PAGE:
RIM BlackBerry’s event. Soon, MWC too. Phones are being announced at a pace faster than ever. Now, step back, and look at every phone hardware that was announced over the past month. What new does each of these recently-announced phones bring to the table, with respect to hardware only?
Nothing. Except for increases in screen size.
Because, screw research and development. Let’s just make phones larger, and larger, and larger so people buy them. Let screen size be the only differentiating aspect within our lineup. No need to improve on battery life, hardware design or anything else. Just enlarge and resize the damn thing. After all, it worked for Samsung, right?
Oh, and while we’re talking about screens, let’s just increase the resolution so we have the best specs sheet. Ignore the fact that power consumption will triple, costs will rise and the unaided eye will not be able to tell the difference between 350 ppi and 400 ppi pixel density anyway.
Enough sarcasm already, time to move on.
The problem of stagnation is not just with phones; laptop makers, camera manufacturers, etc are all guilty of a similar behaviour. The industry is not set up to deliver what people want; instead, it’s set up to deliver what is easy to make and what sells with a large profit margin.
The problem with me-too phones
Whether large phones are good or bad is subjective, and I’ll leave it up to others to decide. But here’s the deal: if a larger screen is all your company “innovated” for a new product, it’s time to go back to the drawing board.
Phones are still great, yet at the same time terrible. Here’s a list of things I’d like to see improved in phones:
- Battery life (Motorola got it right with the Razr Maxx HD)
- Display colours (hey, HTC nailed a display with the One X last year, why can’t you?)
- Hardware design (*ahem* Nokia and HTC)
- Prompt software updates for Android and Windows Phones
- Better camera sensors
It’s interesting to note, each of the possible improvements listed above are present in at least one phone out there. No one has been able to put ‘em all together into one great product. Well, actually, two phones come really close to merging all good qualities of a phone
These two phones aren’t perfect in any one category. They may not be the best camera phones out there, however they are still great camera phones. They may not be THE fastest, however they’re among the fastest. These two phones are not one-trick ponies, but all-rounders.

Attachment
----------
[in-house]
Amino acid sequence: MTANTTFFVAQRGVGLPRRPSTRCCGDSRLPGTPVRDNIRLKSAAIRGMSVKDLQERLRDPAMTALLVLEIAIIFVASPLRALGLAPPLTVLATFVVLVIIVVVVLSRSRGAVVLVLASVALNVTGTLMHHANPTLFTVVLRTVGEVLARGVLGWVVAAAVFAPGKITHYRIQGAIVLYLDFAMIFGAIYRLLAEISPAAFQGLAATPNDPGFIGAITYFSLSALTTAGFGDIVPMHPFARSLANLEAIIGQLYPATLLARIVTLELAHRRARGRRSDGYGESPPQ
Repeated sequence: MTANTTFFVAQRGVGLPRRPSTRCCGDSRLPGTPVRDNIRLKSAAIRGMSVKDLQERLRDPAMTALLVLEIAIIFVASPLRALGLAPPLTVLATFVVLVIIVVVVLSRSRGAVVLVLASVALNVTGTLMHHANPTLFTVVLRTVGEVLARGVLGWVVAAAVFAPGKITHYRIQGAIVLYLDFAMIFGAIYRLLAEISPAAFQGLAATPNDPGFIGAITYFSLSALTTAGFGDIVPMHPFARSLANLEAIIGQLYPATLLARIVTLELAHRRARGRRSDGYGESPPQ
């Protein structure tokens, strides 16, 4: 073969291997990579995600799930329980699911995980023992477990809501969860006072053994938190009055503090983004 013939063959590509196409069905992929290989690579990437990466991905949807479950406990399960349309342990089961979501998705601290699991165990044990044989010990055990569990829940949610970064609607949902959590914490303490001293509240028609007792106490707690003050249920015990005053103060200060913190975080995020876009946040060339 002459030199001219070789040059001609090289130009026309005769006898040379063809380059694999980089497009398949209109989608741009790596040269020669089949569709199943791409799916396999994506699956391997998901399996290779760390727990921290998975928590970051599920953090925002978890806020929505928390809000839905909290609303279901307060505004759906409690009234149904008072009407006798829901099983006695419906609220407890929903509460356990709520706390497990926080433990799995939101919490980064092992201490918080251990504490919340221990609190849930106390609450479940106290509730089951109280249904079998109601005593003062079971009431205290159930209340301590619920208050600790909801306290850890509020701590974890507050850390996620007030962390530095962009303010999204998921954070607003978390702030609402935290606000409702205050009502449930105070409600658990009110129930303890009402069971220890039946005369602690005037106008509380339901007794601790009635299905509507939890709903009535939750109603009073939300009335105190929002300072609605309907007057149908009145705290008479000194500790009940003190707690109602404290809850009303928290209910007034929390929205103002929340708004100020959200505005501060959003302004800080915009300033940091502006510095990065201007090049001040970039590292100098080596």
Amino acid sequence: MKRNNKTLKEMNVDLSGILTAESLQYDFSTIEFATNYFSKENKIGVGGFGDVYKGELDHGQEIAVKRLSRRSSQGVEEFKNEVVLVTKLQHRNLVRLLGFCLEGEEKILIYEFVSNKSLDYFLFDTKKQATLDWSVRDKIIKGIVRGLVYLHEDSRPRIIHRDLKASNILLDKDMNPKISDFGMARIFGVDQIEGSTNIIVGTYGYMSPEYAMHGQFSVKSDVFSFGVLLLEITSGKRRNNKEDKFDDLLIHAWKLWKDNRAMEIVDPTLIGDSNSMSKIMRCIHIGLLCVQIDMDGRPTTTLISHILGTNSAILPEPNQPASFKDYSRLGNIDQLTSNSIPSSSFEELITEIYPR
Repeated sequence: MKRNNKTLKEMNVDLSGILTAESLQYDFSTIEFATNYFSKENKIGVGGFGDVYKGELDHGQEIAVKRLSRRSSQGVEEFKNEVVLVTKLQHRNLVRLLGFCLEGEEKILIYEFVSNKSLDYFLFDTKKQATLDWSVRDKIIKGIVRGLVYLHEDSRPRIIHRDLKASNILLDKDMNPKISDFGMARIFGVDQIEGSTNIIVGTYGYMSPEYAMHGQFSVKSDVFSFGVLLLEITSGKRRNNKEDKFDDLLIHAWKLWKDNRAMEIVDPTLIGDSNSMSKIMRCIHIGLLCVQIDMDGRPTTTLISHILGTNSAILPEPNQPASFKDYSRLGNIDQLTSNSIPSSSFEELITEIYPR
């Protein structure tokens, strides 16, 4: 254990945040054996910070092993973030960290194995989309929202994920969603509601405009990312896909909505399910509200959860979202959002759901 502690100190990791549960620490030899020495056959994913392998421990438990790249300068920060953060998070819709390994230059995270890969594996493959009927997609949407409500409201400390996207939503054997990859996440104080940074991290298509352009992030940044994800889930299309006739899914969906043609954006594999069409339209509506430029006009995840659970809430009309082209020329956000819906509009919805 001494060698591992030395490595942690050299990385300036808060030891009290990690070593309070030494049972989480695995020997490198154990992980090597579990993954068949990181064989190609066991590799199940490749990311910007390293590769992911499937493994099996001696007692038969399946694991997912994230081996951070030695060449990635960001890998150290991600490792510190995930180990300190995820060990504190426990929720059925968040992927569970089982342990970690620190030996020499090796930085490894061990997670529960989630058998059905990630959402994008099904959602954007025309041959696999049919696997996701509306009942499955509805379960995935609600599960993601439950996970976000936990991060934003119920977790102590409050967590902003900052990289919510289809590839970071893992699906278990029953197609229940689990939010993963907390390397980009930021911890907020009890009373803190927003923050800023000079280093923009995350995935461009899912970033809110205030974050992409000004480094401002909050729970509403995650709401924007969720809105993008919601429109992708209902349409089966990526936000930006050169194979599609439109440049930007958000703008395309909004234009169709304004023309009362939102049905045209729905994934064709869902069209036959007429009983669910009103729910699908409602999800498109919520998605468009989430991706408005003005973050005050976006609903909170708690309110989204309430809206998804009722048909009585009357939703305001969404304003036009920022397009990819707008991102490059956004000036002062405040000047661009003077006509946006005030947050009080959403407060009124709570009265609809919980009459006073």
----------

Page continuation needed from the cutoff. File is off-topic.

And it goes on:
Of course, I’m talking about the iPhone 5 and the Samsung Galaxy S3. And people wonder why Apple and Samsung are the only ones making real money.
The above is a clear example of how most companies are keen on selling lazily-built products at a high price than actually building a great user experience. The secret to success is building a great product everyone would love to use. Is that too much to ask for?
Stagnation among laptops
See that graph up there? According to StatCounter, the most popular screen resolution in the world is 1366×768, a resolution that has been around for almost a decade on desktop monitors and laptop screens. Go out in the market today, and most laptops, even many of the high-end ones, have 15″ screens at that resolution.
Why am I pointing this out? Because 1366×768 looks so pixelated and last-gen on laptops, especially in an age where smartphones are breaking the limits on pixel densities. Or, why even look at smartphones, when one very specific laptop maker produced a really great screen on a 15-inch laptop form factor. And suddenly, every other laptop screen looks lame in comparison.
Why haven’t other laptop manufacturers introduced laptops with better screen resolutions? Because they’re making a lot more money selling cheaper products with low-grade materials at high price points.
(Granted, some laptop manufacturers other than Apple have introduced high-res screens on high-end models, but a) the vast majority of laptops in their lineups are still stuck in stone-age era screens, and b) no high-end non-Macbook has a screen resolution as high as 2880×1800)
Screen resolution is just one stagnant detail in laptops that I picked. Laptops have been terrible ever since they have been in the market. All of them heat up like cars in Arizona during summer, they also run out of juice the moment you need them, blah blah blah. And most of them still look like plastic wrapped around a pre-made motherboard.
The end to innovation (well, not exactly)
While large companies are re-hashing and releasing the same products over and over again, small companies, indie hardware developers, et al are growing stronger than ever, thanks to the rise of platforms like Kickstarter which truly encourage great new ideas to develop, get funded and flourish. These indie developers and their creations show exactly what’s best about technology; there are no limits to innovation, possibilities are endless and turning crazy ideas into products is very much possible with dedication, hard work and support.
At the same time, the research wings at the likes of Google, Microsoft, Apple haven’t completely shunned innovation. Whether it’s fixing existing problems like laggy touchscreens or introducing new breakthrough products like augmented reality glasses, it’s very much obvious that the giants are not fully asleep. However, they are not fully awake either.